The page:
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US, Saudi Arabia firms reach deals worth $55 billion

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Riyadh, May 20 : The US and Saudi Arabia announced deals worth over $55 billion on Saturday, coinciding with President Donald Trump’s arrival here for a two-day visit.

The Saudis announced they had reached preliminary agreements with US defence companies, industrial manufacturers and oil and gas companies following a Saudi-US CEO Forum in Riyadh, CNN reported.

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The series of deals also includes a $12 billion investment in a US oil refinery from Motiva Enterprises, a subsidiary of Aramco, Saudi Arabia’s national oil and gas company.

The deals are at least in part aimed at garnering goodwill with Trump, who has focused on delivering a boost to companies in those three industries, giving him a multibillion-dollar package to champion as he returns to the US.

The agreement with defence companies represents just a part of the $110 billion deals that Trump and Saudi King Salman are expected to broker by the end of the US President’s visit.

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The defence portion of the agreements on Saturday included a $6 billion deal for Lockheed Martin to build 150 Blackhawk helicopters in Saudi Arabia, helping the kingdom develop its defence industry, which is a key component of the country’s 2030 Vision plan.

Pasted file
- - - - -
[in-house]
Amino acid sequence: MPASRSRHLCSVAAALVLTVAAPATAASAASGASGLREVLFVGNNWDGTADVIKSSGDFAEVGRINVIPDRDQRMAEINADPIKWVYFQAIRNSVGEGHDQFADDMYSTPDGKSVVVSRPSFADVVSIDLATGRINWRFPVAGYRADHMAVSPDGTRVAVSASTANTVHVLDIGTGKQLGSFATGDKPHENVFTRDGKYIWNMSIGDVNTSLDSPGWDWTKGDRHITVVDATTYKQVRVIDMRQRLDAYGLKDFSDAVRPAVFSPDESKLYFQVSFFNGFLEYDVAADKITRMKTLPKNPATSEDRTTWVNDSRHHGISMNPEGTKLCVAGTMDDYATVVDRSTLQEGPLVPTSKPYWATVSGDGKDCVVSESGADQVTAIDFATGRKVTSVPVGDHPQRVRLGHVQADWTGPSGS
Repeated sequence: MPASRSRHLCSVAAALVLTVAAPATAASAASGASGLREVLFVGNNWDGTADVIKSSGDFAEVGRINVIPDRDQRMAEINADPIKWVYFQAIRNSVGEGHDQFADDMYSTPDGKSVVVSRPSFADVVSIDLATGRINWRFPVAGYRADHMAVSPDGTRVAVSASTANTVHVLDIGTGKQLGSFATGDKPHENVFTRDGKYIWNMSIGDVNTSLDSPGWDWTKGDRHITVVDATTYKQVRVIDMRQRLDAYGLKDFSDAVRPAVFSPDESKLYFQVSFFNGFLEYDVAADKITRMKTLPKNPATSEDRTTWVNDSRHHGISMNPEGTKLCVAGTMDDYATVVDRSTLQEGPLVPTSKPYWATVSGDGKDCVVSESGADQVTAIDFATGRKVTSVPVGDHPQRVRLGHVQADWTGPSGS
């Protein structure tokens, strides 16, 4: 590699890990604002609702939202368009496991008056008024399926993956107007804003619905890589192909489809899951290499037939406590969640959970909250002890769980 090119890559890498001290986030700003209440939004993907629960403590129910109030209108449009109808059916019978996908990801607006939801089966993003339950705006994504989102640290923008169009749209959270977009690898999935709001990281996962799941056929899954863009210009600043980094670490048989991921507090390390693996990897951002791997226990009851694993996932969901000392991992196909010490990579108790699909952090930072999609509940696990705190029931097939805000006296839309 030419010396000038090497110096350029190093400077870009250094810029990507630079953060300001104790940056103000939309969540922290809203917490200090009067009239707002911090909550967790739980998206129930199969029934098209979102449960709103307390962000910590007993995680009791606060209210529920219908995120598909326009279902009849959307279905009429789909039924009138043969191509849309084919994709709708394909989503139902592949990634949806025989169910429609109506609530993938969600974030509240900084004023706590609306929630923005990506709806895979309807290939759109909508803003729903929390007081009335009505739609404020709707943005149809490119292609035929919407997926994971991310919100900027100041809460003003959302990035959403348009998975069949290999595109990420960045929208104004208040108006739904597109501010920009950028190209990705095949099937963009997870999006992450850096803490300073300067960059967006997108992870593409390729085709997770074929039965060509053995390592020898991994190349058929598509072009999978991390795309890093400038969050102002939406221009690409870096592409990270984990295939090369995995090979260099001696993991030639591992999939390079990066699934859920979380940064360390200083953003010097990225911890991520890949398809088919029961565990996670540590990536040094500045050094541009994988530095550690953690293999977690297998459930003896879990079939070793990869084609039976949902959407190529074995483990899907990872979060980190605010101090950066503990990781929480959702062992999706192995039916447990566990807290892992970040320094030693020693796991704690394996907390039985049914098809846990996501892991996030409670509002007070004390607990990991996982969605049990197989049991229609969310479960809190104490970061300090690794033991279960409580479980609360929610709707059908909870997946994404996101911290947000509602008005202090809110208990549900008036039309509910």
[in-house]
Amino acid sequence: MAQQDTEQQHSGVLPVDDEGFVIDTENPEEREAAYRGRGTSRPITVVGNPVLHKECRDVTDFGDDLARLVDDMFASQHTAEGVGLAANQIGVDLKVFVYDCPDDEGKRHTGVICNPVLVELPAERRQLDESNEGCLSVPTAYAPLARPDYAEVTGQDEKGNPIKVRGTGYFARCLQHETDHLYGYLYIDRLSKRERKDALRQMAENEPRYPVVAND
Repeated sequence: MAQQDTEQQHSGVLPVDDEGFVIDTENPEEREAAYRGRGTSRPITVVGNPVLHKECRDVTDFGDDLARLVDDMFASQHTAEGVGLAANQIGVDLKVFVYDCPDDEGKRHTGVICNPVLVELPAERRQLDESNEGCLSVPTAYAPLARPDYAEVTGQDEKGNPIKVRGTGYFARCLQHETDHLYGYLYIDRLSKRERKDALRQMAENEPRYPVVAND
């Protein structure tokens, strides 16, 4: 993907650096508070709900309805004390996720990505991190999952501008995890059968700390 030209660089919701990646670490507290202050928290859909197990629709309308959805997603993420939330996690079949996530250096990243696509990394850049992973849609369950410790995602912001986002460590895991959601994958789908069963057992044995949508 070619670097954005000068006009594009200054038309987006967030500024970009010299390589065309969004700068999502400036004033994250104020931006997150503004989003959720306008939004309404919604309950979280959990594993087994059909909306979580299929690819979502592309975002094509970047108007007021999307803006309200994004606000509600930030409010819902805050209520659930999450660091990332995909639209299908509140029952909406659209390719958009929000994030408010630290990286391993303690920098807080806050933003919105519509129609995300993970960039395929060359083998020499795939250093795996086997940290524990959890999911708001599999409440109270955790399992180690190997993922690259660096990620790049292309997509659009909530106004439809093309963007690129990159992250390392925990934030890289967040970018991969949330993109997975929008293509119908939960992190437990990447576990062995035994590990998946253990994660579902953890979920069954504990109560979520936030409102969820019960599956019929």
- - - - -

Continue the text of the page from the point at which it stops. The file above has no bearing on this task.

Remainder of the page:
US defence company Raytheon will also establish a branch in Saudi Arabia and General Dynamics agreed “to localise design, engineering, manufacturing, and support of armoured combat vehicles,” the government announced in a press release.

The American technology and engineering giant General Electric (GE) also reached a $15 billion deal to work with the Saudi kingdom on a range of projects aimed at improving the country’s power grid and energy capabilities.

Dow Chemicals will also build a $100 million manufacturing plant in the country.

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The Saudi oil and gas industry also reached partnerships worth $22 billion between Saudi Arabia and US companies that will bolster the country’s massive oil and gas industry.

Trump, along with his wife Melania and daughter Ivanka, arrived in Saudi Arabia’s capital on Saturday for the first stop on his five-nation foreign trip, the first of his presidency.

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Trump will be looking for more than just economic deals as he eyes an increased commitment from Saudi Arabia and other Gulf allies to combat the Islamic State and terrorism more broadly in the Middle East.

The deals represented a significant victory for the Saudi Deputy Crown Prince, Mohammed bin Salman, who has championed the Vision 2030 plan as necessary to modernising the country and diversifying its economy.

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16.8mn Americans seek unemployment aid amid pandemic

Hicks said job losses will propel the US unemployment rate over 15 per cent by the end of April, and “perhaps higher in later months”.

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Washington, April 10 : Newly released data has revealed that 6.6 million Americans filed initial unemployment claims last week, bringing the three-week total to a staggering 16.8 million and underscoring the mounting economic fallout from the COVID-19 pandemic.